“When Horn read Carroll’s post and realized it provided an opening for him to attack Diane Ravitch, I wonder if he wet himself from glee. He launches right into Ravitch and her being paid by Pearson to speak at the National Association of School Psychologists (NASP) convention in 2012 and of her receiving “her hefty speaking fee” as though Ravitch had been bought by Pearson. Horn assumes as much since he was unable to locate Ravitch’s speech online (his only link in his post other than a quote from The Hunger Games).

“Horn really did not want Ravitch to be paid by Pearson to speak. But she was, and she admitted it and added that she was “thrilled to be paid by Pearson to tell thousands of psychologists how lousy the standardized tests are.”

“Sounds fine to me. You see, I read Ravitch’s speech.

“The tone of Horn’s writing is such that one knows he wants Ravitch to be guilty of something. Surely her accepting “a fat payout” from Pearson to speak at NASP is evidence of the corruption he just knows is at her core, right?”

Diane Ravitch is Giving Voice to Educators

It was through Diane Ravitch’s blog that I learned of Jennifer Berkshire, Mercedes Schneider, Peter Greene, Jonathan Pelto, Carol Buris and a host of others. Any blogger who has had Diane link to their article knows about the “Ravitch bump.” With her large audience, Diane is amplifying wonderful voices who are fighting to save mandatory universal free public education.

Diane joined with Anthony Cody, Julian Vasquez Helieg and others to form the Network for Public Education (NPE). It was at the Chicago 2015 NPE convention that Mercedes Schneider told me how Diane reached out to her, convinced her to write a book and helped her find a publisher. Since then, Mercedes has written three important scholarly works detailing the big money interests with political power harming public education (Chronicle of Echoes, Common Core Dilemma, School Choice).

Diane has credited Debra Meier with convincing her that she was wrong about everything. Also, Ravitch notes John Maynard Keynes’s apocryphal quote: ‘When the facts change, I change my mind. What do you do, sir?’ When Ravitch first supported education reform ideas like standards and vouchers, there was no data. In her seminal book The Death and Life of the Great American School System Diane explained, “The more uneasy I grew with the agenda of choice and accountability, the more I realized that I am too ‘conservative’ to embrace an agenda whose end result is entirely speculative and uncertain.”

I am convinced that Diane is a lot more right than wrong. I did not agree with her about the Every Student Succeeds Act and I saw no reason to believe that Hillary Clinton would be anything but a misguided enemy of good public schools.

Yet, I still see Diane Ravitch as the greatest asset supporters of public education have.

“Say it Ain’t So” NEA and AFT

6 Jan

In 1919, the biggest baseball star in Chicago and possibly all of America was “Shoeless Joe” Jackson. After “Shoeless Joe” and seven other members of the Chicago White Sox were convicted of fixing the 1919 World Series, the Chicago Daily News headline – “Say it ain’t so, Joe” – was the anguished plea from fans and especially hero-worshipping boys. Today, when I look at America’s teachers’ unions, I feel similar emotions to the ones those disappointed boys must have felt.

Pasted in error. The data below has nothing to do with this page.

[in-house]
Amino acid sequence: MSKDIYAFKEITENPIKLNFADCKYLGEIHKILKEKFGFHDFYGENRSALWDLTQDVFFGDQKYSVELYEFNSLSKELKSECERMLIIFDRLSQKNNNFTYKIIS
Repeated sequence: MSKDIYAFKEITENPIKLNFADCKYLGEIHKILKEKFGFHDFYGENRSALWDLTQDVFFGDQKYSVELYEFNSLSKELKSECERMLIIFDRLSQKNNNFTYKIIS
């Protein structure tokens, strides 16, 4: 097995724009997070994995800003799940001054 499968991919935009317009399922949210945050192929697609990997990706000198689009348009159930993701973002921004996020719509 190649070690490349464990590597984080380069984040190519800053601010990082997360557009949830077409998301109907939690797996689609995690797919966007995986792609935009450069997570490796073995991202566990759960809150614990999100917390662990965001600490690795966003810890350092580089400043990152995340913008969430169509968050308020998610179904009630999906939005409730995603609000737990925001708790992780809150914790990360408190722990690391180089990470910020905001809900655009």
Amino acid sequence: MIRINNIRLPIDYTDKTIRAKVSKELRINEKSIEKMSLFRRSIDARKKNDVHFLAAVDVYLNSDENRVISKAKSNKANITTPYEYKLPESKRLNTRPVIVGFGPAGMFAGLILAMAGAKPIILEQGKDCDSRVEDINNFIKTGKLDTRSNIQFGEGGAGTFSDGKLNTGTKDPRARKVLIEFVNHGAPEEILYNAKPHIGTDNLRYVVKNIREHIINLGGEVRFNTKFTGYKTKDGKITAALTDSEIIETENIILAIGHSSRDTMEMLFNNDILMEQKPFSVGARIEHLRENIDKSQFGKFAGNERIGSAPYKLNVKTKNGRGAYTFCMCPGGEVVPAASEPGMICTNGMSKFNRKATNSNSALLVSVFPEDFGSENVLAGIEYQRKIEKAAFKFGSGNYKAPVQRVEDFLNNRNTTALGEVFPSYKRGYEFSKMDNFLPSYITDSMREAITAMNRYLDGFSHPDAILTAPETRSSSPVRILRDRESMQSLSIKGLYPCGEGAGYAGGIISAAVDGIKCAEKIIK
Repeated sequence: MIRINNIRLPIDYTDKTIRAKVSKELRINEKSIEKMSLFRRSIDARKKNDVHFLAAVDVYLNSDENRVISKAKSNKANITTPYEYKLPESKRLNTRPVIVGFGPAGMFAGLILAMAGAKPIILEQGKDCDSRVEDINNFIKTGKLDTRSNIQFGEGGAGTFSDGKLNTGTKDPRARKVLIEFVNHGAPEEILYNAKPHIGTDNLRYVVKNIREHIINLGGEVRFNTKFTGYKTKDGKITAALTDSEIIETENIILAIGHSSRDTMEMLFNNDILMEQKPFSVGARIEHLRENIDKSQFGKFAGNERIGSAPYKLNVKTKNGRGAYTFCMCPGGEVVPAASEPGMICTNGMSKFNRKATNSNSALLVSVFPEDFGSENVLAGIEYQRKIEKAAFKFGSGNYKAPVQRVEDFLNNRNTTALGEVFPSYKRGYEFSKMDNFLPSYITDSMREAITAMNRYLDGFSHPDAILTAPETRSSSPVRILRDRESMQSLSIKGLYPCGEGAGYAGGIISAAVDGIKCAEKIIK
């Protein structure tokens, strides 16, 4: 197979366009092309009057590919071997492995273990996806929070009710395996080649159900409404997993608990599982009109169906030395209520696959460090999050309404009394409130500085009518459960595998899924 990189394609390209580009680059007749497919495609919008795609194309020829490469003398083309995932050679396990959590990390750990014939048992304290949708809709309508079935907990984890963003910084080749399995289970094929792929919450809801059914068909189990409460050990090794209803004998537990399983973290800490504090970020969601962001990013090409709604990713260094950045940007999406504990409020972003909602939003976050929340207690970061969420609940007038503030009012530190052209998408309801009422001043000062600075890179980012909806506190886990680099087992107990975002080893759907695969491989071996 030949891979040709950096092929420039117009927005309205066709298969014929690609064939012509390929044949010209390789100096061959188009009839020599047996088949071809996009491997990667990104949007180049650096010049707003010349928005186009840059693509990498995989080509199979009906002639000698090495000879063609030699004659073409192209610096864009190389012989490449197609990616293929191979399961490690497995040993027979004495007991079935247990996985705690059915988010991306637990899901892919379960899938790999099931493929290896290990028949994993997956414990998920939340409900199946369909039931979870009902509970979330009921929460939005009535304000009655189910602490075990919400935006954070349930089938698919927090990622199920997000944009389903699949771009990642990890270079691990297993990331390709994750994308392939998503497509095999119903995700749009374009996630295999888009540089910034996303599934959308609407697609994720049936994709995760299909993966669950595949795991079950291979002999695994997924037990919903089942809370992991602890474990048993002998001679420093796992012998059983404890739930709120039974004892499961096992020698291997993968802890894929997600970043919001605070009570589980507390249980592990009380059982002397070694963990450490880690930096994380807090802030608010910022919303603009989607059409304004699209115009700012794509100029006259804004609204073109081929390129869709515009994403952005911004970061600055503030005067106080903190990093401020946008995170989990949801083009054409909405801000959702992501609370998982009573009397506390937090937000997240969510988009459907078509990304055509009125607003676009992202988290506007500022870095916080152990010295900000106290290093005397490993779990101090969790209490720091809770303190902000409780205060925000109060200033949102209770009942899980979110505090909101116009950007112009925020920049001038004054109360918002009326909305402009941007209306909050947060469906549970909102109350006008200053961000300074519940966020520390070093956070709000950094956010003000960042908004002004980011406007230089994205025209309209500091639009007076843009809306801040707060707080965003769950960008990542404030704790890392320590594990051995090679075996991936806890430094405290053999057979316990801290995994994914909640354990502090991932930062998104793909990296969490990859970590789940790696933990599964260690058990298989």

The leadership of both the American Federation of Teachers (AFT) and the National Education Association (NEA) are not protecting educators and public schools. They campaigned for and support the new education law ESSA. They lend their name to advance Competency Based Education (CBE). They promote Social Emotional Learning (SEL). In the last election, both unions immediately endorsed a candidate with a greater than two-decade record of promoting policies undermining professional educators and privatizing public schools.

The California Teachers Association (affiliate of NEA) publishes, California Educator. There are two main thrusts in the December 2016 issue; implementation of Social Emotional Learning (SEL) and promotion of STEM (Science Technology Engineering and Math) education.

NGSS like its sibling CCSS codifies terrible education theory that arose at the behest of a corporate leader, Louis Gerstner (RJR-Nabisco CEO). (To be fair Gerstner did not just sell cigarettes; he also worked at IBM.)

Selling Social Emotional Learning

I have positive opinions of Buddhist philosophy, however, western fads like mindfulness, where the psychological underpinnings of the Buddhist principles are not well understood, annoy me. Here is a quote from the December California Educator:

“The gentle sound of chimes is followed by the teacher’s voice asking students to focus on being in the here and now at Pioneer Elementary School in Union City.

“Neena Barreto is helping transitional kindergartners regulate their own nervous systems through practicing the art of mindfulness.”

In another short piece about Michelle Cauley, we are told: